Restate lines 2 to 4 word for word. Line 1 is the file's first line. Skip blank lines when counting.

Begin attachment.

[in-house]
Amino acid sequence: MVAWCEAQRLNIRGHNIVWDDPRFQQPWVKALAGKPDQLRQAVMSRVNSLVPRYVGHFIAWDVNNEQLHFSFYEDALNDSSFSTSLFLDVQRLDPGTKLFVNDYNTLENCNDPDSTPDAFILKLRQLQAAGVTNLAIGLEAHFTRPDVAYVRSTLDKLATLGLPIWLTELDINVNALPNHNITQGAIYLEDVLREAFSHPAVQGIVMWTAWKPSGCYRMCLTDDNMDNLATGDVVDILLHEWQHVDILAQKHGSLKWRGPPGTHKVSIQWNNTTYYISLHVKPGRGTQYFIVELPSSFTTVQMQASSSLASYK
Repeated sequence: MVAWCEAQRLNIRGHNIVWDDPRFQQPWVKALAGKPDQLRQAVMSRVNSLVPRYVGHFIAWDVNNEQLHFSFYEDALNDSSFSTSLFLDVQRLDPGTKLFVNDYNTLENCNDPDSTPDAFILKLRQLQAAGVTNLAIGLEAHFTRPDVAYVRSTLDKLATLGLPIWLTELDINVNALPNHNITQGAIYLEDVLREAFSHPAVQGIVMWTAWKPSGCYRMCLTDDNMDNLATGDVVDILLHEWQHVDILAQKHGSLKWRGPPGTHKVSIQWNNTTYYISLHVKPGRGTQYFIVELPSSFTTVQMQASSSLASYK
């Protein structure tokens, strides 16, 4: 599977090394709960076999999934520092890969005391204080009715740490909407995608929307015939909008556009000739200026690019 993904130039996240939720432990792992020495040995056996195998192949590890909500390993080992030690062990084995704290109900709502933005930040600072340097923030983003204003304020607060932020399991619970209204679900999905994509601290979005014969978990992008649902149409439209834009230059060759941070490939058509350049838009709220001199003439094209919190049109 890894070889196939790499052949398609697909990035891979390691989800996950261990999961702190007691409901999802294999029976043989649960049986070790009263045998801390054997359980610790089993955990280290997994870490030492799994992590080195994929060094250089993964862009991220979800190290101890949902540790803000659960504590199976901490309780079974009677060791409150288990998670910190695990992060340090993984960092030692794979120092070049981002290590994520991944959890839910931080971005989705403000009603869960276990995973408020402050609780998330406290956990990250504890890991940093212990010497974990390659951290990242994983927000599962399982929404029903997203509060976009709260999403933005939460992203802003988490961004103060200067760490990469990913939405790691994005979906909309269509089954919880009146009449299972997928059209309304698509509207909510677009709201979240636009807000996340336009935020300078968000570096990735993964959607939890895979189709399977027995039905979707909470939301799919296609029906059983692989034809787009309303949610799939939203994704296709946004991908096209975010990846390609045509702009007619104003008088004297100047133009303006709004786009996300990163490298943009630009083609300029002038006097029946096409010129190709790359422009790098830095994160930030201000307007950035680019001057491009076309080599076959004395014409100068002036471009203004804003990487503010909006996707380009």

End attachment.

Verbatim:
Amino acid sequence: MVAWCEAQRLNIRGHNIVWDDPRFQQPWVKALAGKPDQLRQAVMSRVNSLVPRYVGHFIAWDVNNEQLHFSFYEDALNDSSFSTSLFLDVQRLDPGTKLFVNDYNTLENCNDPDSTPDAFILKLRQLQAAGVTNLAIGLEAHFTRPDVAYVRSTLDKLATLGLPIWLTELDINVNALPNHNITQGAIYLEDVLREAFSHPAVQGIVMWTAWKPSGCYRMCLTDDNMDNLATGDVVDILLHEWQHVDILAQKHGSLKWRGPPGTHKVSIQWNNTTYYISLHVKPGRGTQYFIVELPSSFTTVQMQASSSLASYK
Repeated sequence: MVAWCEAQRLNIRGHNIVWDDPRFQQPWVKALAGKPDQLRQAVMSRVNSLVPRYVGHFIAWDVNNEQLHFSFYEDALNDSSFSTSLFLDVQRLDPGTKLFVNDYNTLENCNDPDSTPDAFILKLRQLQAAGVTNLAIGLEAHFTRPDVAYVRSTLDKLATLGLPIWLTELDINVNALPNHNITQGAIYLEDVLREAFSHPAVQGIVMWTAWKPSGCYRMCLTDDNMDNLATGDVVDILLHEWQHVDILAQKHGSLKWRGPPGTHKVSIQWNNTTYYISLHVKPGRGTQYFIVELPSSFTTVQMQASSSLASYK
């Protein structure tokens, strides 16, 4: 599977090394709960076999999934520092890969005391204080009715740490909407995608929307015939909008556009000739200026690019 993904130039996240939720432990792992020495040995056996195998192949590890909500390993080992030690062990084995704290109900709502933005930040600072340097923030983003204003304020607060932020399991619970209204679900999905994509601290979005014969978990992008649902149409439209834009230059060759941070490939058509350049838009709220001199003439094209919190049109 890894070889196939790499052949398609697909990035891979390691989800996950261990999961702190007691409901999802294999029976043989649960049986070790009263045998801390054997359980610790089993955990280290997994870490030492799994992590080195994929060094250089993964862009991220979800190290101890949902540790803000659960504590199976901490309780079974009677060791409150288990998670910190695990992060340090993984960092030692794979120092070049981002290590994520991944959890839910931080971005989705403000009603869960276990995973408020402050609780998330406290956990990250504890890991940093212990010497974990390659951290990242994983927000599962399982929404029903997203509060976009709260999403933005939460992203802003988490961004103060200067760490990469990913939405790691994005979906909309269509089954919880009146009449299972997928059209309304698509509207909510677009709201979240636009807000996340336009935020300078968000570096990735993964959607939890895979189709399977027995039905979707909470939301799919296609029906059983692989034809787009309303949610799939939203994704296709946004991908096209975010990846390609045509702009007619104003008088004297100047133009303006709004786009996300990163490298943009630009083609300029002038006097029946096409010129190709790359422009790098830095994160930030201000307007950035680019001057491009076309080599076959004395014409100068002036471009203004804003990487503010909006996707380009």